04. The Witness of Life in Community

Read by Br. Jonathan Maury

God has called us into being as a community and our life as a community, though fraught with struggles and failures, is a powerful act of revelation, testimony and service.

In community we bear witness to the social nature of human life as willed by our Creator. Human beings bear the image of the triune God and are not meant to be separate and isolated.  All of us are called by God to belong to communities of personal cooperation and interdependence which strive to nurture and use the gifts of each and to see that our basic needs are met. Jesus called his disciples to be the light of the world, a city set on a hill, which cannot be hid; through the vitality of our life as a community we are meant to help people remember their own calling to form community.  In an era of fragmentation and the breakdown of family and community, our Society, though small, can be a beacon drawing people to live in communion.

One of the ways in which we promote community is by being the nucleus for a wider fellowship.  This is formed through the relationships we establish in our varied ministries, especially the hospitality of our houses; through the Fellowship of Saint John, whose members keep a rule of life in harmony with ours; by the participation of our personal friends and families and by our neigh­bors regularly joining us in worship.  Our proclamation of the good news is also an invitation to be in communion with us.  “We declare to you what we have seen and heard so that you also may have fellowship with us.”  This wider family is a true expression of community sustained by many energies of mutual service.  We not only serve our brothers and sisters by acting as a spiritual center and home and ministering to them; they support us in innumerable ways in prayer, through their gifts and voluntary labors, by teaching and inspiring us and by working together with us in Christ.  Some who find themselves relegated by neglect and prejudice to the margins of society will find a special grace in participating in this wider fellowship around our community.

Our human vocation to live in communion and mutuality is rooted in our creation in God’s image and likeness.  The very being of God is community; the Father, Son and Spirit are One in reciprocal self-giving and love.  The mystery of God as Trinity is one that only those living in personal communion can understand by experience.  Through our common life we can begin to grasp that there is a transcendent unity that allows mutual affirmation of our distinctness as persons. Through prayer we can see that this flows from the triune life of God.  If we are true to our calling as a community, our Society will be a revelation of God.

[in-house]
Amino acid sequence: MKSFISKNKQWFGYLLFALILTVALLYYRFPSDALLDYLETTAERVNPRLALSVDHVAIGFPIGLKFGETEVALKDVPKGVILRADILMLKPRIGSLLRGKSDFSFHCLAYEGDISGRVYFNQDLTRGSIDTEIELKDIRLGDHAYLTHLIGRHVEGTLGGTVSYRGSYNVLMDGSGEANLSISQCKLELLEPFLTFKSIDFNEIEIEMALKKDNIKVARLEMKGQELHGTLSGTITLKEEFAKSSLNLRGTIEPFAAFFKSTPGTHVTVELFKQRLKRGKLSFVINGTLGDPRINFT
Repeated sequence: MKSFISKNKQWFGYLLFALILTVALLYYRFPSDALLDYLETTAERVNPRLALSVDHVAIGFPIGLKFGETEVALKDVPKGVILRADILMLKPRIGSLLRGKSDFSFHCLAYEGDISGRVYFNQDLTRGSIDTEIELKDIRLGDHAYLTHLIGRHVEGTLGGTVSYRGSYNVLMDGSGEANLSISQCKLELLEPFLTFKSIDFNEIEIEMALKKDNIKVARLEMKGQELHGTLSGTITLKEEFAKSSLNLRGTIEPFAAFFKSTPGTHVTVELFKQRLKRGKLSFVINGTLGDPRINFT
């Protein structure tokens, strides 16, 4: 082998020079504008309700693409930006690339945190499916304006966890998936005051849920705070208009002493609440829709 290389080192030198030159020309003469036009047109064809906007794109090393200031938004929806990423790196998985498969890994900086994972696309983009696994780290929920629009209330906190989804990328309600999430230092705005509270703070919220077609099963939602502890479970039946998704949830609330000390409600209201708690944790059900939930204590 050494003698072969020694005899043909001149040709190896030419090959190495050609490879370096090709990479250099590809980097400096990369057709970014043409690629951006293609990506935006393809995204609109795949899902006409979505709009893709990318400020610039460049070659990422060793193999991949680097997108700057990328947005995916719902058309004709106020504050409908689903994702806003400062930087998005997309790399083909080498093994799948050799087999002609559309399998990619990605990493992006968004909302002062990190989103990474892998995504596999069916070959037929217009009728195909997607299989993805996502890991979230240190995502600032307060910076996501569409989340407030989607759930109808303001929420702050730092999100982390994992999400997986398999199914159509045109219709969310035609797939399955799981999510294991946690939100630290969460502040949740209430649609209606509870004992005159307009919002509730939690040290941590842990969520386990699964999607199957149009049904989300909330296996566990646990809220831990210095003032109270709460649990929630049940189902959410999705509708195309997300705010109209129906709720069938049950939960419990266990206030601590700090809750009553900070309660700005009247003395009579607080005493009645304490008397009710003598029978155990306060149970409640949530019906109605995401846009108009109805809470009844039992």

Our life as a community should also be a sign to the Church to rise up to its true calling as a communion of the Holy Spirit, the Body of Christ and the company of Christ’s friends.  We are not called to be a separate elite, but to exemplify the life of the Body of Christ in which every member has a particular gift of the Spirit for ministry and shares an equal dignity.  Fr. Benson taught that “there are special gifts of God indeed to the Society, but only as it is a society within the Church.  The small body is to realize and intensify the gifts, to realize the energies, belonging to the whole Church.”  Our witness and ministry is not merely to separate individuals; it is for strengthening the common life in the Body of Christ.


  1. mark on April 14, 2009 at 19:21

    If you have to do it, you might as well do it right

  2. Pat Tyler on March 1, 2009 at 13:32

    Greetings, How can we reach into the isolated world of individuals with disabilities? When I look at our services and the services of many churches, these special individuals are often absent. Peace, Pat

  3. Polly Henninger on March 1, 2009 at 01:00

    How good it is to be reminded that we are called by God to belong to communities of personal cooperation and interdependence, not simply for our own pleasure but because community is the manifestation of our social nature and reflects the triune nature of God. I attended a Croatian concert tonight followed by Croatian folk dancing. The singers are of Croatian heritage, however small, and their group gives them a means of sharing their community with others. The concert was livelier than most and that came from the sense of community. Tonight’s reading by Bishop Shaw, in the context of that concert, made me grateful for the sense of community I derive from being in the Fellowship of St. John and also the empowerment and nurturance that it gives me to feel community with these singers. It is because I know community that I can enter in and feel a part of, not isolated, despite the fact that I don’t know Croatian, or this music, or these people. I went alone, only knowing one singer and recognizing one friend in the audience at the concert, but I could feel that this concert was about being part of community. I resonated with that feeling. I know it. All of us who attend, be it the concert or a service at the monastery, or some other activity that manifests and is permeated by an underlying, abiding sense of community are offered the opportunity to experience and participate in the triune image of God. I am grateful for the intensifying that the Brothers intentionally bring to the experience of community.

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